Macquarie, through its philanthropic arm, the Foundation, encourages Macquarie staff to give back to the communities in which they live and work by contributing service, financial support and leadership to the community organisations they feel passionately about. Specifically, Macquarie recognises that many people around the world face systemic barriers to employment and as such, the majority of the Foundation’s funding relates to breaking down these barriers and building pathways to economic security.

What are we doing about it?

The Foundation provides funding in a number of ways, including:

  • matching staff donations and fundraising
  • providing grants to a community organisation with a Macquarie staff member on its board
  • donating to a staff-nominated organisation for 10 and 25 year employee anniversaries
  • financial awards to community organisations recognising outstanding Macquarie staff contributions
  • making grants to organisations which meet our grants criteria (a small number of grants outside of these criteria may also be made at the Foundation’s discretion).

Engaging our stakeholders

Clear dialogue with stakeholders is important to building strong relationships, understanding external dynamics, earning and maintaining trust, enhancing business performance and evolving our ESG approach. We regularly engage with a broad range of stakeholders including clients (corporate, institutional, fund co-investors and retail customers), shareholders, investors, analysts, governments, regulators, employees, suppliers and the wider community.

Our engagement with stakeholders helps identify and validate the ESG focus areas described above. Our eight overarching ESG focus areas are comprised of more specific material topics. The ESG focus areas and material topics that sit under them were identified during Macquarie’s materiality assessment.

The following section sets out a list of our key stakeholders, how we engage with them, the key topics that they tell us matter most to them, and how this translates into our ESG focus areas.

The previous section, which lists Macquarie’s focus areas, also includes further details on how we respond to them.

Swipe for more
Key engagement channels Key matters raised How we responded
  • One-to-one contact (via phone, emails, letters etc.)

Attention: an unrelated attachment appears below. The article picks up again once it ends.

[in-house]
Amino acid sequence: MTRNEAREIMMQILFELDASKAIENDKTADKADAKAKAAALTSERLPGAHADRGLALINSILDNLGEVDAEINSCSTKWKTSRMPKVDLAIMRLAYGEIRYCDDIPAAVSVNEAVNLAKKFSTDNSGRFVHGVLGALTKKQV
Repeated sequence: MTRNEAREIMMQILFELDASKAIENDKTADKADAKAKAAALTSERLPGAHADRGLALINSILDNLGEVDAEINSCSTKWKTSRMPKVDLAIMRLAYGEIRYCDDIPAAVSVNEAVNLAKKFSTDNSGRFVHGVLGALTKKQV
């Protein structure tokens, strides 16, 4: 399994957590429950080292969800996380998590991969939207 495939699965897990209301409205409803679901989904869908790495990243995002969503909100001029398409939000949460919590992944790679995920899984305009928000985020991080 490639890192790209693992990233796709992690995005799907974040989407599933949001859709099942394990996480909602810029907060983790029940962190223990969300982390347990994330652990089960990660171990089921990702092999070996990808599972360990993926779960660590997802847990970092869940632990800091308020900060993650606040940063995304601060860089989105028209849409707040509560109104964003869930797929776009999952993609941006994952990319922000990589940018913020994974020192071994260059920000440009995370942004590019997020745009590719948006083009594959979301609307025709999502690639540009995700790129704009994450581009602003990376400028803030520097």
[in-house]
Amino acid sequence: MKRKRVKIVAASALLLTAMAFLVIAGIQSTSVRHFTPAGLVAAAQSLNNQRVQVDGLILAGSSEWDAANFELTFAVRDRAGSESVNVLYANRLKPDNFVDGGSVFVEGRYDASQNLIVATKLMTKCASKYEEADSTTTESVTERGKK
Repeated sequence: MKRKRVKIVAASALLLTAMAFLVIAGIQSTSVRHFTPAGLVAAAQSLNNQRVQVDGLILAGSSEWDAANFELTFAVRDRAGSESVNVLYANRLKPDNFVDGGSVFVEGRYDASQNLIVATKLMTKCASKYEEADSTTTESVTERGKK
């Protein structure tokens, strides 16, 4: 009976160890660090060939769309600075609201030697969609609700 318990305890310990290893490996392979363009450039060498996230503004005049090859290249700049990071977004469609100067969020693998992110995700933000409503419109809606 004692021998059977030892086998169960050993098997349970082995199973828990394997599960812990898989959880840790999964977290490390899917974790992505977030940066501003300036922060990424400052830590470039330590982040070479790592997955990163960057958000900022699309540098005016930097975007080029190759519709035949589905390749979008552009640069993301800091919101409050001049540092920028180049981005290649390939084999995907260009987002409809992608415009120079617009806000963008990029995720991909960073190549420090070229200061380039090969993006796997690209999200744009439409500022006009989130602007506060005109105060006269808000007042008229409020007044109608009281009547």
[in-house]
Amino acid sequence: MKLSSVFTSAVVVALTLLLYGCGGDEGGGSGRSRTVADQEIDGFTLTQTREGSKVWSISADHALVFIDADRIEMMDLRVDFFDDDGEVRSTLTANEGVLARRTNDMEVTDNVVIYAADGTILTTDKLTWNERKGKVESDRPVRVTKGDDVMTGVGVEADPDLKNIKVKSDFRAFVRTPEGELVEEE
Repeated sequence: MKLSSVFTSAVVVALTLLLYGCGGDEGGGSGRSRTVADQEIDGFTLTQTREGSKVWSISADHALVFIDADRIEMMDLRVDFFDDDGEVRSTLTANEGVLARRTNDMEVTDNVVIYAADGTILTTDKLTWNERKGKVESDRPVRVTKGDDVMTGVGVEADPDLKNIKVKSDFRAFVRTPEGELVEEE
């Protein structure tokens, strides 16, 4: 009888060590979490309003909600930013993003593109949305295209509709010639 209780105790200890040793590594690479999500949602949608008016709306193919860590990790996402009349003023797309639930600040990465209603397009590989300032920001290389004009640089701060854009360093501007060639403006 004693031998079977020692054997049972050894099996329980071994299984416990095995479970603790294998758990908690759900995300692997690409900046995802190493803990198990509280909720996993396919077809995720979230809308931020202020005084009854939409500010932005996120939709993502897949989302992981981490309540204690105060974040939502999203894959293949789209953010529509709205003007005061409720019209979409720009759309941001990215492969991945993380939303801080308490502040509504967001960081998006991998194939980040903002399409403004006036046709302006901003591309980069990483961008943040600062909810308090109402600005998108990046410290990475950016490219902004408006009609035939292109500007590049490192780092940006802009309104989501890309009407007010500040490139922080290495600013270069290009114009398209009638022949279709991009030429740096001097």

• Webcasts and teleconferences
  • Knowledge-based conferences and events
  • Global and sectoral insights and research
  • Service and experience
  • Transparency and disclosure
  • Regulatory compliance
  • Market volatility and business resilience
  • Our purpose and ESG focus areas
  • Greenwashing
  • Net-zero targets
See pages 52, 54-61 and 66-67 of the FY2023 Annual Report, and Managing environmental and social risk, Climate change, Environmental and social financing, and Client and customer experience
Swipe for more
Key engagement channels Key matters raised How we responded
  • Dedicated customer support teams and relationship managers (via phone, emails, letters and, in some cases, in-branch)
  • Online forums, surveys and focus groups
  • Social media
  • Complaint management systems
  • Macquarie’s Customer Advocate
  • Cost of living pressures (e.g., COVID-19, natural disaster relief etc.)
  • Vulnerable customers
  • Financial education and literacy
  • Fees, charges and interest rates
  • Transparency and disclosures
  • Customer service and experience
  • Products, fees and charges
  • Information security, data privacy and financial crime
See pages 58-61, 66-67 and 70-71 of the FY2023 Annual Report, and Environmental and social financing, Client and customer experience, and Business conduct and ethics
Swipe for more
Key engagement channels Key matters raised How we responded
  • Long-term partnerships with non-profit organisations globally
  • In-person and virtual volunteering events, including the Foundation Week, Better Migration Week (Asia) and Raise mentoring (ANZ) and Social Mobility Week (EMEA)